b. Severely restricts the chance to engage the membership.
c. Removes an opportunity for recruiting
d. Plays the game most likely to end up in the status quo’s favor, in part because a small elite leadership decides what deals to cut, and what actions to prevent within its own organization to forward the cause. (Repeated failure demonstrates either a conspiracy within the leadership, or just as bad exceptionally poor judgment.)
Further, to meet the Charge, organizations should establish committees to analyze the Confederate Constitution to extract specific proposals (like those listed below) for implementation within the present United States government, possibly through amendment. Among these could be:
a. Prohibition of commercial and bank bailouts as stated in the C.S. Constitution.
b. Restricting legislation to one, and only one subject.
c. Providing the President with a Line Item Veto.
d. Requiring a two thirds vote of each house to raise spending levels above that of the President’s proposed budget
The point of this portion of the paper is to illustrate that there are means to participate in the political arena. In Virginia and Georgia groups calling themselves Flaggers are investing time in public protest on behalf of the South. Their devotion, self-commitment, tireless work are to be commended and supported. But left to only this tactic I am afraid progress will be very slow, if at all.
In politics, as in war, there are arsenals of weapons with different purposes and uses, all to be used together to attain the objective. Public protest, rallies are one form, or one weapon in the arsenal. But, like infantry, if unsupported by artillery, air cover, naval bombardment, tanks, helicopters, missiles, etc., the infantry can easily be contained and defeated by a force with just one more asset, one more weapon not committed to the infantry.
A campaign to reclaim the Southern Legacy must include all aspects of political operations; fund raising, marketing, polling, media messaging, rallies, communications, base building, etc.
It would be easiest to commence this activity within existing heritage organizations. They have the chain of command, the membership, the structure. But alas, that fifth column has already infested and paralyzed these organizations.
So if there is to be a revival of the South, it seems that there must be a new organization created with one purpose; to affect a Southern agenda. Now the Southern National Congress (S.N.C.) has claimed this ground. The Congress is only a few years old.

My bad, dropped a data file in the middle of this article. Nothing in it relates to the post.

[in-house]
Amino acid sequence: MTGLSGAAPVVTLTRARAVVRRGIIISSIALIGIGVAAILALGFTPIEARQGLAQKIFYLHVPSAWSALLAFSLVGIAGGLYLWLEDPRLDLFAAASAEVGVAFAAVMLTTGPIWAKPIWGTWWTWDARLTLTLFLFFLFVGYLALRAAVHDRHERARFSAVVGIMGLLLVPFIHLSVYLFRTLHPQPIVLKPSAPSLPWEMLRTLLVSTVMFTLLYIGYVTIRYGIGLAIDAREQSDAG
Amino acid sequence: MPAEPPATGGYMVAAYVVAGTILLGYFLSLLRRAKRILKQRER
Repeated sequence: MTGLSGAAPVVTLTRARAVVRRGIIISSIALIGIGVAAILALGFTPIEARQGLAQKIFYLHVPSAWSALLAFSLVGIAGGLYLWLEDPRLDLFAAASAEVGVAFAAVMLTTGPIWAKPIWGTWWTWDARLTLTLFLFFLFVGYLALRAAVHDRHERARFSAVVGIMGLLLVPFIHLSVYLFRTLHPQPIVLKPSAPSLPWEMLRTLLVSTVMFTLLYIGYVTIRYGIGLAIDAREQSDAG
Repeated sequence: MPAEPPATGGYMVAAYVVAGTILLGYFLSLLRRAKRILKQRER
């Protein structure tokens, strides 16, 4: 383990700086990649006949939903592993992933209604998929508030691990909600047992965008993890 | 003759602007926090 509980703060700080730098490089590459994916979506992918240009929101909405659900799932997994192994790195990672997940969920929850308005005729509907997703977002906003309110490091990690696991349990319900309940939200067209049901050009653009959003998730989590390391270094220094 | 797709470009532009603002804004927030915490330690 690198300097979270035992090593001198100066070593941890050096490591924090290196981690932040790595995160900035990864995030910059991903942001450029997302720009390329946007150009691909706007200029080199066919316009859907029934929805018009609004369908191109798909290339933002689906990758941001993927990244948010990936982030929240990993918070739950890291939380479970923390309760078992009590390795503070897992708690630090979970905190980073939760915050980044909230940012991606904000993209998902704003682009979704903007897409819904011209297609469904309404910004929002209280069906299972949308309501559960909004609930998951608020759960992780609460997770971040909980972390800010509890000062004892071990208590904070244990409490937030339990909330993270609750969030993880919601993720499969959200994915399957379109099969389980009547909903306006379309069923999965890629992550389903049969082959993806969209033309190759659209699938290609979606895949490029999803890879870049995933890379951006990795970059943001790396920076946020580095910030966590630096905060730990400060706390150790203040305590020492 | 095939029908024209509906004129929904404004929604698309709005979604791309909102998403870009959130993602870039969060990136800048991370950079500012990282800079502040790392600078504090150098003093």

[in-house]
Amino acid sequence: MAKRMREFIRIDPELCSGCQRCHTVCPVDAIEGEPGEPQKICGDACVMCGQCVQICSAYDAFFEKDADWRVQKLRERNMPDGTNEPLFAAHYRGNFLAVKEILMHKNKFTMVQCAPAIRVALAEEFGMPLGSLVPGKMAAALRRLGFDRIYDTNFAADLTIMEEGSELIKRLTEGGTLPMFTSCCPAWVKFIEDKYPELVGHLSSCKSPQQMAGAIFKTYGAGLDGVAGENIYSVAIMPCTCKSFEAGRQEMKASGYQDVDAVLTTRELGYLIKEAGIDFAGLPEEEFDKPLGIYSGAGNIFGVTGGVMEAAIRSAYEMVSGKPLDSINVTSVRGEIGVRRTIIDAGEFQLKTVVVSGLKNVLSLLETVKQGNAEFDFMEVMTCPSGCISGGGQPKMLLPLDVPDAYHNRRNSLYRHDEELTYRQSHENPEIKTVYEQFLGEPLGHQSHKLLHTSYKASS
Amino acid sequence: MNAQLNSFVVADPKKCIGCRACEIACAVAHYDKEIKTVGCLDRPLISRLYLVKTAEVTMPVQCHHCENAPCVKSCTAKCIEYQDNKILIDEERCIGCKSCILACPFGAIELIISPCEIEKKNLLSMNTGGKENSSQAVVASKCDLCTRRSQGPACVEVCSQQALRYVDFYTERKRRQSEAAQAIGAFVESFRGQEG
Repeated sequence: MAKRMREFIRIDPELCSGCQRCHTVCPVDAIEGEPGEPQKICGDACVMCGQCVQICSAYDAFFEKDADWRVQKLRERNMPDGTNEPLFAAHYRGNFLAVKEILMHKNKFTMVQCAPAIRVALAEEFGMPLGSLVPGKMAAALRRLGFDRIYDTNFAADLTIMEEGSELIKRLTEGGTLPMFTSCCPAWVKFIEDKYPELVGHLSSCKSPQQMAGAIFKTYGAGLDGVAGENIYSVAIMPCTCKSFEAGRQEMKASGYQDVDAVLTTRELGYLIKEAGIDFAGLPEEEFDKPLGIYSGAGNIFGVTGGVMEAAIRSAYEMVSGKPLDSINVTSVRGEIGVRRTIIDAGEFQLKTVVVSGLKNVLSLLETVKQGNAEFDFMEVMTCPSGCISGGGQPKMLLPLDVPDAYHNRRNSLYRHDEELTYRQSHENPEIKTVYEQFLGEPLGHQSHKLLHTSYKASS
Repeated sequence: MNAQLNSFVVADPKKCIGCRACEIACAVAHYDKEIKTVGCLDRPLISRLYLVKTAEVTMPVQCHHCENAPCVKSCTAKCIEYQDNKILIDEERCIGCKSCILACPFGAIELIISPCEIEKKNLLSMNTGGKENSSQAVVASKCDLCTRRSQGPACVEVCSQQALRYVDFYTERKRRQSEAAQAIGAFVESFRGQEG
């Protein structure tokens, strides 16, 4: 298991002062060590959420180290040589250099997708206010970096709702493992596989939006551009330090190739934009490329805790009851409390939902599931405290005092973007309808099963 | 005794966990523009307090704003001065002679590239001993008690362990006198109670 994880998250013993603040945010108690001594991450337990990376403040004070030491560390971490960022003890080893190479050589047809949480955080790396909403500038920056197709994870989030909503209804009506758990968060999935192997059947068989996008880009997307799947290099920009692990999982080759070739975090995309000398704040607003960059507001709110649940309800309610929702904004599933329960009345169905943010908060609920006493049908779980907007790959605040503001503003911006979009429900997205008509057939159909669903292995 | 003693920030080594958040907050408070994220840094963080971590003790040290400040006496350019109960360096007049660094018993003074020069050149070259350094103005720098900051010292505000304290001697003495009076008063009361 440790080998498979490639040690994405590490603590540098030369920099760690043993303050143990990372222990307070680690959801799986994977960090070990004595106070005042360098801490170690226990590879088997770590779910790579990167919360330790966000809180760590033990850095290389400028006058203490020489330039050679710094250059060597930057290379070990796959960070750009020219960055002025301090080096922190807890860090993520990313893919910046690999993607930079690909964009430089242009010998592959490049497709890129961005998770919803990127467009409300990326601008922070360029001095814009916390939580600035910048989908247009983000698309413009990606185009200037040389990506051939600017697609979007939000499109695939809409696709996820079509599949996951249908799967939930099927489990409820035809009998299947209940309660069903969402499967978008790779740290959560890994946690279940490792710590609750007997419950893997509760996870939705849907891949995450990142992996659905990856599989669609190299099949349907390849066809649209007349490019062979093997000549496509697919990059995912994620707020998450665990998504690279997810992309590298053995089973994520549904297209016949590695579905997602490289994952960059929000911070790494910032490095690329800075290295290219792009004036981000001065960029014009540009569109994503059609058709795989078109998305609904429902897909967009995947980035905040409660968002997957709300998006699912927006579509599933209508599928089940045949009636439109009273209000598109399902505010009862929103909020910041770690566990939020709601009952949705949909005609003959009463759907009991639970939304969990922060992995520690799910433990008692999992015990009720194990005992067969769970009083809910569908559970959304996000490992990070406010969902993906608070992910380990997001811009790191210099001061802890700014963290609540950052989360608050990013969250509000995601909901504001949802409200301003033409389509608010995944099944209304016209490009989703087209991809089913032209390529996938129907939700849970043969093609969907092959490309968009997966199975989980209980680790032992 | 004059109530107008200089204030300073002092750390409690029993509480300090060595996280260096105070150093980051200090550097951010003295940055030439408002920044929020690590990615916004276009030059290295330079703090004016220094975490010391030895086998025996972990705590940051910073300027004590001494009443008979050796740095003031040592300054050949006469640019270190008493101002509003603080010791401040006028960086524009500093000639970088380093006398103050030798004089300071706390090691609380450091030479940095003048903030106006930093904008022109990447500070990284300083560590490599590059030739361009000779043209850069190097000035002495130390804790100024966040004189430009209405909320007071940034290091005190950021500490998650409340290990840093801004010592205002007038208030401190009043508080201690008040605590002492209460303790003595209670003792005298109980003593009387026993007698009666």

Their efforts to date are a promotion of peculiar non-starter causes that have no real basis in the South, or today’s Southerners. They make no effort to represent the South, to determine what the people of the South actually think, but instead remain isolated as a small group with nothing else to do. In existence for a few years, I have yet to hear of public forums, nor have I seen any effort to solicit the real thoughts of the majority of the people of the greater South. No political party has started. Worse, they deal in unreality instead of the political reality of today.
Politics is not some unstructured, anything goes type of activity. There are specific ways to participate in the activity and affect the outcomes. You may not like it, you may even dislike it, but if you want the South to reclaim its Legacy you have to accept the tools you have and use them. The South is being whipped every day because it refuses to play in the game of politics.
For the South to live, to revive, a realistic assessment of today’s people and views is essential. Certainly there are Southerners who revere the originally South, but they appear to be few. Even native born, generations here Southerners do not know the true history and political values of the South.
There is a lot of room for work here.
1 One that is broad, created annually by a wide, active southern movement. It should not be an agenda peculiar to one organization or group. Instead it should reflect a broad consensus of the people of the South. However, the starting point should be the Confederate Constitution and other documents, traditions, etc. that have both historical foundation and contemporary popular support within the Southland as demonstrated by current polling, state legislative action, etc.. To claim that something is “southern” must rely on present day evidence, not a hope of a small group.
2 It should be noted that one National Commander of the Sons of Confederate Veterans, Rick Griffin, did establish a political action committee, and attempted to ignite within the S.C.V. a sense of citizenship. However, there was no depth of commitment behind what Commander Griffin attempted to do.